he Web browser/Web server combination used today was originally designed to deliver HTML, which implicitly contains display information as well as data. But this doesn’t mean that the Web server must deliver HTML. When a page contains an element, or a hyperlink to a ZIP file, the Web server delivers the content in its native format. OK, so the content might be UU-encoded for transmission across the Internet, but it certainly isn’t HTML when it arrives.
Delivering Simple Text Strings
As an example of a non-HTML information delivery, assume that a server uses one of the timeserver resources on the Internet to accurately maintain its internal clock. Therefore you can easily deliver the current time value from the server to any client upon request by generating a response containing the server’s current time as a simple string. In ASP.NET, for example, you can use:
<%@Page Language="VB" %>
The data stream returned from the Web Server contains the usual HTTP headers required for communication between server and client, but the content of the returned “page” is just something like 10:25:07. A Web browser will display this, but any other application that references the page can use the text string as required.
|Author’s Note: Notice that the preceding code snippet sets the MIME type (using the ContentType property in ASP.NET) to tell the browser what to expect. The obvious choice is to use “text/text” as the MIME type value, but that confuses some browsers because they then try and use the file extension (.aspx) to decide what to do with the content. Using “text/html” effectively tells the browser just to display it, even though there are no or elements in the content. As you can see, the Internet provides everything required for the basic mechanism of making server calls and returning responses.|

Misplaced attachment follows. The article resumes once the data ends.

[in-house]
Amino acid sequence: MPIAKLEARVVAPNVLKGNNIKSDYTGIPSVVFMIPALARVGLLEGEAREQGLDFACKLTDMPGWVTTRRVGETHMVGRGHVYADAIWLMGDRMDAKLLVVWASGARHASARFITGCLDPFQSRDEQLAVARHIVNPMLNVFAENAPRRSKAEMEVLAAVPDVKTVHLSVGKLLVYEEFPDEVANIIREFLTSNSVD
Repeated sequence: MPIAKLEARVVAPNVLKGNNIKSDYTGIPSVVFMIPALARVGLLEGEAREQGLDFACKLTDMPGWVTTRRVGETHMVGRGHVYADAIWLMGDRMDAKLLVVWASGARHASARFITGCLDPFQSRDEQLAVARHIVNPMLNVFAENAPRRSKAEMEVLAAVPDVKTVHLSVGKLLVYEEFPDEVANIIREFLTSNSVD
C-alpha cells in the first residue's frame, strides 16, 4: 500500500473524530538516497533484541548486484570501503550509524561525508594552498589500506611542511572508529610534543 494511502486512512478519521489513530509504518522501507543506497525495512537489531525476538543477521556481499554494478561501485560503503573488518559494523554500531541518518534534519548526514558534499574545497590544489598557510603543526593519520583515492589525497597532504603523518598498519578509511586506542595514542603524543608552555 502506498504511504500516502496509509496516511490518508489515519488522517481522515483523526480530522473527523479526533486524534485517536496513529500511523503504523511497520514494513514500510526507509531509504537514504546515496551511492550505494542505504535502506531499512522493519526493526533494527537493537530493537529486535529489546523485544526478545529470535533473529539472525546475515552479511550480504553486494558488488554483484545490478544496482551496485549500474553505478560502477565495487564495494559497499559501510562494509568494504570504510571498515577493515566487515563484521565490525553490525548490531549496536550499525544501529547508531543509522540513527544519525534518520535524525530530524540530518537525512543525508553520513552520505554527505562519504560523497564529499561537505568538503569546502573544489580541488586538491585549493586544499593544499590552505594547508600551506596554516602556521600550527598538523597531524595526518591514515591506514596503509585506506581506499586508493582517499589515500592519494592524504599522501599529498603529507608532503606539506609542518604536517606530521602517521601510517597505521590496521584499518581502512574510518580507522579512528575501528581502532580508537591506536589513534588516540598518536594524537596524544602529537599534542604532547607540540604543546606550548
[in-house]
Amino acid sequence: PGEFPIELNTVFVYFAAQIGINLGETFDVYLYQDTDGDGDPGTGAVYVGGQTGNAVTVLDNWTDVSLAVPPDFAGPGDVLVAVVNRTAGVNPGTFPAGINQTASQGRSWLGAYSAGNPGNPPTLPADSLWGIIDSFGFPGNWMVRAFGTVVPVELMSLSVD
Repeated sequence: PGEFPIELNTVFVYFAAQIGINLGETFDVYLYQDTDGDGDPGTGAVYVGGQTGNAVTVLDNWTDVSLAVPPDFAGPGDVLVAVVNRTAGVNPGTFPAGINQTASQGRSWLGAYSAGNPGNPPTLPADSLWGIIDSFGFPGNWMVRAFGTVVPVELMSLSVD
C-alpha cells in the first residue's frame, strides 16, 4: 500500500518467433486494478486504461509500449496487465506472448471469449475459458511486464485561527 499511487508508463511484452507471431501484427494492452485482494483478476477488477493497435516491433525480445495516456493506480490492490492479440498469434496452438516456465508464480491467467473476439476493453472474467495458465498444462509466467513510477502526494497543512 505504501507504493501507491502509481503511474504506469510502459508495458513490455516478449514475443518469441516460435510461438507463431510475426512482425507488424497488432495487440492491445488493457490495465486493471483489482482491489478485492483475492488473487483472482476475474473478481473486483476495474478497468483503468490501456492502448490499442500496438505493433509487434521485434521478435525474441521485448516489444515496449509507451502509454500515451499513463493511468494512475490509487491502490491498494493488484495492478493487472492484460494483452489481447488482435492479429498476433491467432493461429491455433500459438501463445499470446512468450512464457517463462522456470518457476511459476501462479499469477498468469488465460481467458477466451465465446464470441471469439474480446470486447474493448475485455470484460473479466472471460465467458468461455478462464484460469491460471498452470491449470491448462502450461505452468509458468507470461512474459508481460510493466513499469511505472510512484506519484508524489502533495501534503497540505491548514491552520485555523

But the World Wants XML!
But simple text strings are not generally the most useful type of data. Looking at the issues in a more general way, what’s really needed is a way of delivering information that:
- Has a structure defined through some universal standard
- Can represent complex data types, and not just simple string values
- Allows the recipient to identify the structure and data types within the content
- Supports validation of the content for both structure and permitted content
All these features have, in fact, long been on the agenda of both the Internet standards bodies (such as the W3C) and of those developers and corporations whose life revolves around data interchange. The result today is the evolving standards for Web services, as supported by most of the major players in the IT world?such as IBM, Microsoft and Sun. You can glean some idea of the huge amount of work going on in the Web services arena here.
Delivering a DataSet
It goes without saying that the obvious choice of format for data exposed by a Web site or application is one that best suits the data itself. Anything much beyond a single value, such as a string, requires a data structure that can store multiple items; therefore some kind of rowset or recordset seems the ideal solution. The columns can contain items of different data types, such as integers, strings, real numbers, currency values, etc. There can also be one or more rows, providing the required flexibility for exposing all kinds of data.
For those of us who live in the Microsoft .NET world, the ideal container for a rowset is the .NET DataSet class. DataSets can contain one or more tables (rowsets), the metadata that defines features such as primary and foreign keys, default values, etc., and the relationships between the tables. The DataSet class is also optimized for reading and writing content as XML using Microsoft’s proprietary diffgram format.
You can easily expose a DataSet object from a Web site or application using ASP.NET Web services, and thereby provide the best opportunity for any client to use the data in the way that they choose. And, best of all, clients that don’t understand .NET and the DataSet diffgram format can still use the data by treating it as a “normal” XML document.
Two Ways to Access ASP.NET Web Services
Because of the hive of activity in the Web services world, Microsoft chose to include Web services technology in their release of the .NET Framework a couple of years ago. You create a Web service by building a Class file that has the .asmx file extension. The Web server (IIS) maps this to the ASP.NET engine, which compiles and executes the class to expose the functionality it contains to the current request and response objects.
Effectively, this means that you can “call” a Web service using a standard HTTP request, and get back an XML-formatted string as the response (see Figure 1).
|An Example?Exposing Site Traffic Data|
The author’s site serves as an example of exposing data via Web services. Figure 3 shows the main Web service page. You can see that there are four public methods available. Each returns a diffgram containing the relevant information.